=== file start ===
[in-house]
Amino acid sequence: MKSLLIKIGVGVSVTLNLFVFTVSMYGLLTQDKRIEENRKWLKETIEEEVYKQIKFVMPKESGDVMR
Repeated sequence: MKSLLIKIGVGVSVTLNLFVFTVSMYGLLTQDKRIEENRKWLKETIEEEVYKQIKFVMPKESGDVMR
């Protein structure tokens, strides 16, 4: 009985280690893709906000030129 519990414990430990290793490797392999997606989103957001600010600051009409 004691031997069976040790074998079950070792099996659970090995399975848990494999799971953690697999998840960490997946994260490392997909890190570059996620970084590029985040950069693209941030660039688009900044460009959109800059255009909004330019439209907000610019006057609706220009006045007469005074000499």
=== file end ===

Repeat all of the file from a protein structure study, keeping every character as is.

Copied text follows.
[in-house]
Amino acid sequence: MKSLLIKIGVGVSVTLNLFVFTVSMYGLLTQDKRIEENRKWLKETIEEEVYKQIKFVMPKESGDVMR
Repeated sequence: MKSLLIKIGVGVSVTLNLFVFTVSMYGLLTQDKRIEENRKWLKETIEEEVYKQIKFVMPKESGDVMR
């Protein structure tokens, strides 16, 4: 009985280690893709906000030129 519990414990430990290793490797392999997606989103957001600010600051009409 004691031997069976040790074998079950070792099996659970090995399975848990494999799971953690697999998840960490997946994260490392997909890190570059996620970084590029985040950069693209941030660039688009900044460009959109800059255009909004330019439209907000610019006057609706220009006045007469005074000499």